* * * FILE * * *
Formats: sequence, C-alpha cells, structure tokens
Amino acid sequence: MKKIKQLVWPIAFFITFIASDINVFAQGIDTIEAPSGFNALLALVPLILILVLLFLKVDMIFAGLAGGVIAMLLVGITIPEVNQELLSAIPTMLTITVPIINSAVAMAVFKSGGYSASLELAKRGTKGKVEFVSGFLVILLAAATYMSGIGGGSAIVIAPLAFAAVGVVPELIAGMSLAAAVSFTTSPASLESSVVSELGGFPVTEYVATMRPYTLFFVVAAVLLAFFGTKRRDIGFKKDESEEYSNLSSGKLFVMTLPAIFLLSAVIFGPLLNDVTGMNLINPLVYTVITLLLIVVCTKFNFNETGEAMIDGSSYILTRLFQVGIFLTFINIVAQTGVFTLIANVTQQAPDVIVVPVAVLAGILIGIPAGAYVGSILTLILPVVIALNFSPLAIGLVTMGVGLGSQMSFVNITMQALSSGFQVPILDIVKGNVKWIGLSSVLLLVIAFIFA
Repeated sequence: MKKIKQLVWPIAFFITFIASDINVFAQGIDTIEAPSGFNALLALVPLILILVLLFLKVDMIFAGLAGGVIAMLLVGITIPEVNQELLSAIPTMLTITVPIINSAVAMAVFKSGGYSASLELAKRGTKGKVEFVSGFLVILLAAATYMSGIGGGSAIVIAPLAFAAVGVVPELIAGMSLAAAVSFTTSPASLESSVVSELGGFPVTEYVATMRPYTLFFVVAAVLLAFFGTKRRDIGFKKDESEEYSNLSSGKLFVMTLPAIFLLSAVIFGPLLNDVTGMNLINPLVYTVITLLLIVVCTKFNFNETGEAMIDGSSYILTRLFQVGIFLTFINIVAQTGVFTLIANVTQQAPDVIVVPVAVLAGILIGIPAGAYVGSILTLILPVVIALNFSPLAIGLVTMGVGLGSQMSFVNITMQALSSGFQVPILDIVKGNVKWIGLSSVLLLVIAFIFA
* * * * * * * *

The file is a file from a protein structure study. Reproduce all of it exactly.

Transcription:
Formats: sequence, C-alpha cells, structure tokens
Amino acid sequence: MKKIKQLVWPIAFFITFIASDINVFAQGIDTIEAPSGFNALLALVPLILILVLLFLKVDMIFAGLAGGVIAMLLVGITIPEVNQELLSAIPTMLTITVPIINSAVAMAVFKSGGYSASLELAKRGTKGKVEFVSGFLVILLAAATYMSGIGGGSAIVIAPLAFAAVGVVPELIAGMSLAAAVSFTTSPASLESSVVSELGGFPVTEYVATMRPYTLFFVVAAVLLAFFGTKRRDIGFKKDESEEYSNLSSGKLFVMTLPAIFLLSAVIFGPLLNDVTGMNLINPLVYTVITLLLIVVCTKFNFNETGEAMIDGSSYILTRLFQVGIFLTFINIVAQTGVFTLIANVTQQAPDVIVVPVAVLAGILIGIPAGAYVGSILTLILPVVIALNFSPLAIGLVTMGVGLGSQMSFVNITMQALSSGFQVPILDIVKGNVKWIGLSSVLLLVIAFIFA
Repeated sequence: MKKIKQLVWPIAFFITFIASDINVFAQGIDTIEAPSGFNALLALVPLILILVLLFLKVDMIFAGLAGGVIAMLLVGITIPEVNQELLSAIPTMLTITVPIINSAVAMAVFKSGGYSASLELAKRGTKGKVEFVSGFLVILLAAATYMSGIGGGSAIVIAPLAFAAVGVVPELIAGMSLAAAVSFTTSPASLESSVVSELGGFPVTEYVATMRPYTLFFVVAAVLLAFFGTKRRDIGFKKDESEEYSNLSSGKLFVMTLPAIFLLSAVIFGPLLNDVTGMNLINPLVYTVITLLLIVVCTKFNFNETGEAMIDGSSYILTRLFQVGIFLTFINIVAQTGVFTLIANVTQQAPDVIVVPVAVLAGILIGIPAGAYVGSILTLILPVVIALNFSPLAIGLVTMGVGLGSQMSFVNITMQALSSGFQVPILDIVKGNVKWIGLSSVLLLVIAFIFA